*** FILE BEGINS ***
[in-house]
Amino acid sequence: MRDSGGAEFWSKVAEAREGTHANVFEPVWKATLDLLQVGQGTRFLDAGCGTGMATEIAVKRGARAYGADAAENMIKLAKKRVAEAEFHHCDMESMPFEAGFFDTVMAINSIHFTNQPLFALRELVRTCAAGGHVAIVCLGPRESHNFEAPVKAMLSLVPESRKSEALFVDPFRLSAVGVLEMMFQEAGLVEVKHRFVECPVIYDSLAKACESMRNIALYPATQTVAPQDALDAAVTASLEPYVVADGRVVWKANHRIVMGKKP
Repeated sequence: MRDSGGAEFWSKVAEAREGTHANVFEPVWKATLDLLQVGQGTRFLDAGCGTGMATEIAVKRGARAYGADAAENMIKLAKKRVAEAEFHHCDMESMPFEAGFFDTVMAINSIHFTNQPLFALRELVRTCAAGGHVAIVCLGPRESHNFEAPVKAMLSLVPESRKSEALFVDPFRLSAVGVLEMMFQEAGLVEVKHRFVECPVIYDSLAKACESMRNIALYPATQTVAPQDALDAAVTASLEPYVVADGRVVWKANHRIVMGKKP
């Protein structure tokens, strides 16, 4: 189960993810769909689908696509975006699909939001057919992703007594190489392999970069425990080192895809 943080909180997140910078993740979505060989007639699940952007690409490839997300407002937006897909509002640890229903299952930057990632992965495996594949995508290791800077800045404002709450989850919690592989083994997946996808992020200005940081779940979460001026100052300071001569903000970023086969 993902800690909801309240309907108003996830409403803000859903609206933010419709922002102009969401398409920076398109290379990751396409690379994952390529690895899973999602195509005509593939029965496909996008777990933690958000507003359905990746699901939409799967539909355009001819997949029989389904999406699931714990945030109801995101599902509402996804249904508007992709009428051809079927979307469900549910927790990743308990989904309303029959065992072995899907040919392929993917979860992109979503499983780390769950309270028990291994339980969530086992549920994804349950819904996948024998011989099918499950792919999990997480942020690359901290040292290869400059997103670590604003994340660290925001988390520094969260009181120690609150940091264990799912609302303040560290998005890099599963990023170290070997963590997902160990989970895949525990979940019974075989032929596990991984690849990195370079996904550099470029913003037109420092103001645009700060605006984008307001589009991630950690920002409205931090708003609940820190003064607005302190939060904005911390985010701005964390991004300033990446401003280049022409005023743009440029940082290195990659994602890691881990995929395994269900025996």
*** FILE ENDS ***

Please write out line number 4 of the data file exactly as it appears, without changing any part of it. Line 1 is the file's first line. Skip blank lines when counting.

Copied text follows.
């Protein structure tokens, strides 16, 4: 189960993810769909689908696509975006699909939001057919992703007594190489392999970069425990080192895809 943080909180997140910078993740979505060989007639699940952007690409490839997300407002937006897909509002640890229903299952930057990632992965495996594949995508290791800077800045404002709450989850919690592989083994997946996808992020200005940081779940979460001026100052300071001569903000970023086969 993902800690909801309240309907108003996830409403803000859903609206933010419709922002102009969401398409920076398109290379990751396409690379994952390529690895899973999602195509005509593939029965496909996008777990933690958000507003359905990746699901939409799967539909355009001819997949029989389904999406699931714990945030109801995101599902509402996804249904508007992709009428051809079927979307469900549910927790990743308990989904309303029959065992072995899907040919392929993917979860992109979503499983780390769950309270028990291994339980969530086992549920994804349950819904996948024998011989099918499950792919999990997480942020690359901290040292290869400059997103670590604003994340660290925001988390520094969260009181120690609150940091264990799912609302303040560290998005890099599963990023170290070997963590997902160990989970895949525990979940019974075989032929596990991984690849990195370079996904550099470029913003037109420092103001645009700060605006984008307001589009991630950690920002409205931090708003609940820190003064607005302190939060904005911390985010701005964390991004300033990446401003280049022409005023743009440029940082290195990659994602890691881990995929395994269900025996």